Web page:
A female sheriff’s employee who was demoted after the incumbent sheriff lost an election was not able to pursue a claim against the new sheriff and the local government that her treatment amounted to impermissible gender discrimination. The employee’s case was doomed when both the trial court and the 11th Circuit Court of Appeals determined that the employer had a legitimate reason for its actions, and the employee’s evidence was insufficient to prove that the stated, legitimate reason was a mere pretext for discriminatory intent.
The employee in the case was Terri Ezell, a deputy in the sheriff’s office for Muscogee County, Georgia. Ezell was a trail blazer in many ways. She was the first woman ever to rise to the rank of major in the department and also was the first female warden of the local jail.
In 2008, John Darr ran against the current sheriff, Ralph Johnson. Ezell openly supported Johnson for re-election. Johnson lost, and his successor promptly replaced Johnson’s entire command staff. Ezell was re-assigned to a position in the Recorder’s Court. Ezell’s new job had previously been carried out by a sergeant, which was four ranks below commander. Also as a part of the shake-up, several employees were promoted. Of Darr’s first 34 promotions, only six were women, and none were promoted higher than lieutenant.
Ezell sued the sheriff and the Columbus-Muscogee County consolidated government, arguing that her treatment was the result of sex discrimination. The government contended that Ezell was replaced at the jail not because she was a woman, but because Darr considered Ezell responsible for deficiencies in the lines of communication within the jail and inadequate progress toward meeting a consent decree the local government had signed with the U.S. Department of Justice following a 1990s investigation that uncovered overcrowding, racial segregation, and other problems.
The trial court sided with the employer, and the 11th Circuit agreed. Although Ezell brought her suit as a 14th Amendment violation case, the law requires courts to perform the same analysis and demand the same standards of proof as an employee who brings a Title VII gender discrimination case. The courts rejected the employer’s claim that Ezell’s re-assignment was not an adverse employment action. The change in Ezell’s employment clearly resulted in a reduction in prestige and responsibility, since she took over her new job from an employee four ranks below her, went from supervising 250 subordinate employees to 12, and eventually had to surrender her uniform.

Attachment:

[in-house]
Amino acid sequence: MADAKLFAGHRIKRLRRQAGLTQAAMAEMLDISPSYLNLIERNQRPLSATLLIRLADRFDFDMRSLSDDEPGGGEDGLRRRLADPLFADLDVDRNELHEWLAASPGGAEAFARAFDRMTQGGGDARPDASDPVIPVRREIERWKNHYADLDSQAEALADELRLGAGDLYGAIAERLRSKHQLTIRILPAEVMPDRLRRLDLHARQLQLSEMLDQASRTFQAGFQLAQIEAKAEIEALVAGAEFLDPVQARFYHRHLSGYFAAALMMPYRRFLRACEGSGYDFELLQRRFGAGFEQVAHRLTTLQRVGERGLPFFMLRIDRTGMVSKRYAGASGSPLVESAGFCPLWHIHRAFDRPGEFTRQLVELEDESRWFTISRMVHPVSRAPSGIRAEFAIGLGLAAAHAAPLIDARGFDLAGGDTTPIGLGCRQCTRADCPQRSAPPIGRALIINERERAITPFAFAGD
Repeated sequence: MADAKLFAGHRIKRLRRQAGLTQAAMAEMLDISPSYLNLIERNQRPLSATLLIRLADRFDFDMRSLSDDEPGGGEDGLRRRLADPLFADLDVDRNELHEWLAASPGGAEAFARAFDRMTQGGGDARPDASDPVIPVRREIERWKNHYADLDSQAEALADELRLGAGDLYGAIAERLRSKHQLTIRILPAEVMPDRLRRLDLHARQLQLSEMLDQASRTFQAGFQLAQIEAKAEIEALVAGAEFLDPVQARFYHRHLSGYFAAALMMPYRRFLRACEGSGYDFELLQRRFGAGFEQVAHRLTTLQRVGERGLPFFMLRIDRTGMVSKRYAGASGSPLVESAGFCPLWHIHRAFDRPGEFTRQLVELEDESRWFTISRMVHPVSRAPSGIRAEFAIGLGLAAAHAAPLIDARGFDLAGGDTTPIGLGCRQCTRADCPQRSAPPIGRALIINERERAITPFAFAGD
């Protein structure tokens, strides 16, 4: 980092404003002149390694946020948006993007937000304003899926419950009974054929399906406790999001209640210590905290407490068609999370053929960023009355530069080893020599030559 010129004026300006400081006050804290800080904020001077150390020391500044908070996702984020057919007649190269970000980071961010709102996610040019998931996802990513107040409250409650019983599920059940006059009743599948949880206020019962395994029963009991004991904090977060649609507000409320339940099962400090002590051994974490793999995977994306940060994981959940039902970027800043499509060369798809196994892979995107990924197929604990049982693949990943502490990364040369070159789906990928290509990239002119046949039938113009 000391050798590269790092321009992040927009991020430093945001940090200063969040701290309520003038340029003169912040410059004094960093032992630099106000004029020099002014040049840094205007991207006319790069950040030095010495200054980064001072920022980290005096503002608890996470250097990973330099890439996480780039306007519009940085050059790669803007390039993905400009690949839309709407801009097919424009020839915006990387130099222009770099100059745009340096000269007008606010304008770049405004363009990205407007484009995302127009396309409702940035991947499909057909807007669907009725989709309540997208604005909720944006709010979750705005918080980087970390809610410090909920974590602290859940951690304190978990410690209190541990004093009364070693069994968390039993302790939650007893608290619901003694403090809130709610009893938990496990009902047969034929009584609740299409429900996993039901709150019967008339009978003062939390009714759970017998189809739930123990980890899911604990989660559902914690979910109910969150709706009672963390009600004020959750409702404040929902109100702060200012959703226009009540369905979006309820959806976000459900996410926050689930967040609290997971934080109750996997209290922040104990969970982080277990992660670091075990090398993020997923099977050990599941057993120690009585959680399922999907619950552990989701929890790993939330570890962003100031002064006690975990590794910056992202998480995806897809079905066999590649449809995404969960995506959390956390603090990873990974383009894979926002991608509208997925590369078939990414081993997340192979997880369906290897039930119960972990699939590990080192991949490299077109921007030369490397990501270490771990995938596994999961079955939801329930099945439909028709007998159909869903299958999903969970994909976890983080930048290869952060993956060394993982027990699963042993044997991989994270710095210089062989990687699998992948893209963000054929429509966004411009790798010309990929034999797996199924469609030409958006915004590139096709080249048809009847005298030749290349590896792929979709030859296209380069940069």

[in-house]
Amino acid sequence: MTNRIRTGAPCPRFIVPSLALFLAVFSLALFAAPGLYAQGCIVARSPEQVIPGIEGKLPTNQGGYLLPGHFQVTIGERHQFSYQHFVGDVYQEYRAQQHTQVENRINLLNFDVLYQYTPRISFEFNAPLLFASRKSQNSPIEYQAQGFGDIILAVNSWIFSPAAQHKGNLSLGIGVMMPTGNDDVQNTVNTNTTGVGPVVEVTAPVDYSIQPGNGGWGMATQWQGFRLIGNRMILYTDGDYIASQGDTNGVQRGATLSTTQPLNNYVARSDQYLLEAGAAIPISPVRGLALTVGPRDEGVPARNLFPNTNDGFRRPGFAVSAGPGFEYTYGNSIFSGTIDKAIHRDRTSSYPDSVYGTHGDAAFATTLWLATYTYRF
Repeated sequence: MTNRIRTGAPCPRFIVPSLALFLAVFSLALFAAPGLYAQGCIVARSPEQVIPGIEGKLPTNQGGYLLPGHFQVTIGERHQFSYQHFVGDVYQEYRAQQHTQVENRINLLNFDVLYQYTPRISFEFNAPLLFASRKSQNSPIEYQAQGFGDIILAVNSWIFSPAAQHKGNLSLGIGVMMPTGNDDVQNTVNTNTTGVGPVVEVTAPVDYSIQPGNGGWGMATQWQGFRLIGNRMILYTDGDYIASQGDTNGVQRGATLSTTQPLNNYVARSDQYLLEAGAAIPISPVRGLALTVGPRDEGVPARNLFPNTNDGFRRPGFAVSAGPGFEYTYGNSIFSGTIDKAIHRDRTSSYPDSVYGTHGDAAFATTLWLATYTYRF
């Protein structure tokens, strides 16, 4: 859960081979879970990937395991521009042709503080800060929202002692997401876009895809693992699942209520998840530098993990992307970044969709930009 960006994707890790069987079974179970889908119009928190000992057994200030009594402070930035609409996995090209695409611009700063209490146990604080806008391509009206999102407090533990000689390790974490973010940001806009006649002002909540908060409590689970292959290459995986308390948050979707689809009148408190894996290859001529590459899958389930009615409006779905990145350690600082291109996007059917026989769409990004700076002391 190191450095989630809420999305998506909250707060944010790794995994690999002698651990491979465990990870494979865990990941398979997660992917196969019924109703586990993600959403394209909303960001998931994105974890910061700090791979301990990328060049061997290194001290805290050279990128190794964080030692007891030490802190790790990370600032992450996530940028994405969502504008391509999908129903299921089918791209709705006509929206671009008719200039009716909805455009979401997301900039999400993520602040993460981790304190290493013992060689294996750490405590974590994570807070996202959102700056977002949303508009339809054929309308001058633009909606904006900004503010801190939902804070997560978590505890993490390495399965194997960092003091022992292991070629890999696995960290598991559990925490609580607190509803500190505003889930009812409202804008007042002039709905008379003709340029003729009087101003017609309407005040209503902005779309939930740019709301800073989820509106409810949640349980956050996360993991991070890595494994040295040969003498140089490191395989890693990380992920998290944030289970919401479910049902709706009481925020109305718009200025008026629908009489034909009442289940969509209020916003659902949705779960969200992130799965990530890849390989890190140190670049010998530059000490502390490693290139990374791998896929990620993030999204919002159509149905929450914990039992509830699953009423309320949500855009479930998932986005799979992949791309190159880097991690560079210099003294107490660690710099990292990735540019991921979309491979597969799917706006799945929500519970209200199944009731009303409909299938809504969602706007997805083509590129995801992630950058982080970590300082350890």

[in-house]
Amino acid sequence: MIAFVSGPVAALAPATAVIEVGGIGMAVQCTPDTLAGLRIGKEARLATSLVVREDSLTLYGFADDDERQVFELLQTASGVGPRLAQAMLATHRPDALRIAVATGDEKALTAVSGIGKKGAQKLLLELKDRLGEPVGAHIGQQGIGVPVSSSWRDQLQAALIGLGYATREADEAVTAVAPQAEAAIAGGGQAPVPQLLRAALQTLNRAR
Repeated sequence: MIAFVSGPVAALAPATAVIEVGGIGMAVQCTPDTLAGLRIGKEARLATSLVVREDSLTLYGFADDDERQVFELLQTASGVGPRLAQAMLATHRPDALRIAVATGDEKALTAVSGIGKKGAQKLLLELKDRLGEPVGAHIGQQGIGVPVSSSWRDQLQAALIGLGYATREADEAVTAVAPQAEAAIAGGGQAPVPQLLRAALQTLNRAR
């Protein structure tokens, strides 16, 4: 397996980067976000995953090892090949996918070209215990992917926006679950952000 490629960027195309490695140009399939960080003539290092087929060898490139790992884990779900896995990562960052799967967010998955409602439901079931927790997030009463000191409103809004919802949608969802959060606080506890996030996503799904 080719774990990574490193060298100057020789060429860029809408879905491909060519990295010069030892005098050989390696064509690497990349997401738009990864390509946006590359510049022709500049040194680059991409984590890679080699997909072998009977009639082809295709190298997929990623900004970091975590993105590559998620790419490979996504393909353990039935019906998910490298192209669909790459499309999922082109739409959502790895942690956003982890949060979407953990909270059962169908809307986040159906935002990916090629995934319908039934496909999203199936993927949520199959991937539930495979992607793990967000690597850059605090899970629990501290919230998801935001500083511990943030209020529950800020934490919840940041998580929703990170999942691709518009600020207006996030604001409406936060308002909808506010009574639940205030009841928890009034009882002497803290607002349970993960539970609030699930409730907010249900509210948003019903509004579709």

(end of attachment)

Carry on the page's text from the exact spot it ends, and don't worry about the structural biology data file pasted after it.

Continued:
The employer emerged successful in the end, though, since it offered legitimate, nondiscriminatory reasons for the move. Darr was unhappy with the lines of communication with the jail and dissatisfied with progress toward meeting the consent decree. As a result, Darr believed that new management at the jail was necessary to improve these conditions and accomplish his reorganization goals for the jail.
Once the government provided this legitimate reason, the law required Ezell to show that this stated reason was a mere pretext for a discriminatory bias. Although the court looked at Darr’s record of promotions — namely, the disparity between men’s promotions and women’s promotions — with a degree of suspicion, this alone was not enough to establish that a discriminatory bias fueled the decision to re-assign Ezell in particular. “Without more, a jury would have to rely on impermissible speculation to find in her favor,” the court decided.
When you’re pursuing (or defending) a gender discrimination case, there are many components that go into putting together a winning case. For sage advice and strong representation in your workplace discrimination case, contact the diligent Georgia employment discrimination attorneys at Mays & Kerr. Our attorneys have the skills and the knowledge to help you with presenting your case and pursuing a successful outcome.
To speak with one of our lawyers about your case, call 1-877-986-5529.
More blog posts:
What Conduct Is (And Is Not) Grounds for a Federal Title VII Action in Georgia, Atlanta Employment Attorneys Blog, Sept. 23, 2015
Woman Wins Workplace Discrimination Action in US Supreme Court After Her Muslim Attire Clashed With Company Dress Code, Atlanta Employment Attorneys Blog, July 22, 2015